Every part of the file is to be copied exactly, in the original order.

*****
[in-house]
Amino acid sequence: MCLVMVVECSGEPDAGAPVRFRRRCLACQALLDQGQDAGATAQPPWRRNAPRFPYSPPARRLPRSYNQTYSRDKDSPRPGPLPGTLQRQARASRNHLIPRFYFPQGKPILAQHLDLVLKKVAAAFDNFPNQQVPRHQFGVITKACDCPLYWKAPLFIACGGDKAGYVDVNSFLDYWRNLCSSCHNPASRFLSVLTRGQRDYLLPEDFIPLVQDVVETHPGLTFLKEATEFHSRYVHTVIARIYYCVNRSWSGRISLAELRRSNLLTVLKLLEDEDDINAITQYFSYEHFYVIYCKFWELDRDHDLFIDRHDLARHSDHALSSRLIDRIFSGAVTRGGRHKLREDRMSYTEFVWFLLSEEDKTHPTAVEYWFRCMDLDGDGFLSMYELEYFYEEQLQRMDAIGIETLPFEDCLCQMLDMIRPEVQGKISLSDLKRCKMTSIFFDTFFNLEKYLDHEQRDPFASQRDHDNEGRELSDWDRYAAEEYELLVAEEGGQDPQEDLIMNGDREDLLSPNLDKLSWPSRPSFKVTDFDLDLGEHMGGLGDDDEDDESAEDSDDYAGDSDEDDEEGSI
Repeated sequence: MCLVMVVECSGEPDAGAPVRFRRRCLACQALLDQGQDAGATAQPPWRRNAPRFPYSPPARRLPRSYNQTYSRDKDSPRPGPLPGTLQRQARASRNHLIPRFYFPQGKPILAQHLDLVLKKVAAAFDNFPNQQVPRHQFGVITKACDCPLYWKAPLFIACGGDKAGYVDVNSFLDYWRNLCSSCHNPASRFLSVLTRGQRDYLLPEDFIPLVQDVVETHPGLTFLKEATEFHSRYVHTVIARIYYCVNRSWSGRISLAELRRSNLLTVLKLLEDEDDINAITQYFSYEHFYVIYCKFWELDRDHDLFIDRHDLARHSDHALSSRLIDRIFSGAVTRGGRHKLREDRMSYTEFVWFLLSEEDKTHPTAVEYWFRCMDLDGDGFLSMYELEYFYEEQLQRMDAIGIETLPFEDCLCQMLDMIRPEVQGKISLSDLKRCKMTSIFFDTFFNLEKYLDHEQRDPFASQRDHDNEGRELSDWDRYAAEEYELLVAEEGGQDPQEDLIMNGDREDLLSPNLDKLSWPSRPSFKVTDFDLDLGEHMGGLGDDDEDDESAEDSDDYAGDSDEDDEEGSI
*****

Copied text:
[in-house]
Amino acid sequence: MCLVMVVECSGEPDAGAPVRFRRRCLACQALLDQGQDAGATAQPPWRRNAPRFPYSPPARRLPRSYNQTYSRDKDSPRPGPLPGTLQRQARASRNHLIPRFYFPQGKPILAQHLDLVLKKVAAAFDNFPNQQVPRHQFGVITKACDCPLYWKAPLFIACGGDKAGYVDVNSFLDYWRNLCSSCHNPASRFLSVLTRGQRDYLLPEDFIPLVQDVVETHPGLTFLKEATEFHSRYVHTVIARIYYCVNRSWSGRISLAELRRSNLLTVLKLLEDEDDINAITQYFSYEHFYVIYCKFWELDRDHDLFIDRHDLARHSDHALSSRLIDRIFSGAVTRGGRHKLREDRMSYTEFVWFLLSEEDKTHPTAVEYWFRCMDLDGDGFLSMYELEYFYEEQLQRMDAIGIETLPFEDCLCQMLDMIRPEVQGKISLSDLKRCKMTSIFFDTFFNLEKYLDHEQRDPFASQRDHDNEGRELSDWDRYAAEEYELLVAEEGGQDPQEDLIMNGDREDLLSPNLDKLSWPSRPSFKVTDFDLDLGEHMGGLGDDDEDDESAEDSDDYAGDSDEDDEEGSI
Repeated sequence: MCLVMVVECSGEPDAGAPVRFRRRCLACQALLDQGQDAGATAQPPWRRNAPRFPYSPPARRLPRSYNQTYSRDKDSPRPGPLPGTLQRQARASRNHLIPRFYFPQGKPILAQHLDLVLKKVAAAFDNFPNQQVPRHQFGVITKACDCPLYWKAPLFIACGGDKAGYVDVNSFLDYWRNLCSSCHNPASRFLSVLTRGQRDYLLPEDFIPLVQDVVETHPGLTFLKEATEFHSRYVHTVIARIYYCVNRSWSGRISLAELRRSNLLTVLKLLEDEDDINAITQYFSYEHFYVIYCKFWELDRDHDLFIDRHDLARHSDHALSSRLIDRIFSGAVTRGGRHKLREDRMSYTEFVWFLLSEEDKTHPTAVEYWFRCMDLDGDGFLSMYELEYFYEEQLQRMDAIGIETLPFEDCLCQMLDMIRPEVQGKISLSDLKRCKMTSIFFDTFFNLEKYLDHEQRDPFASQRDHDNEGRELSDWDRYAAEEYELLVAEEGGQDPQEDLIMNGDREDLLSPNLDKLSWPSRPSFKVTDFDLDLGEHMGGLGDDDEDDESAEDSDDYAGDSDEDDEEGSI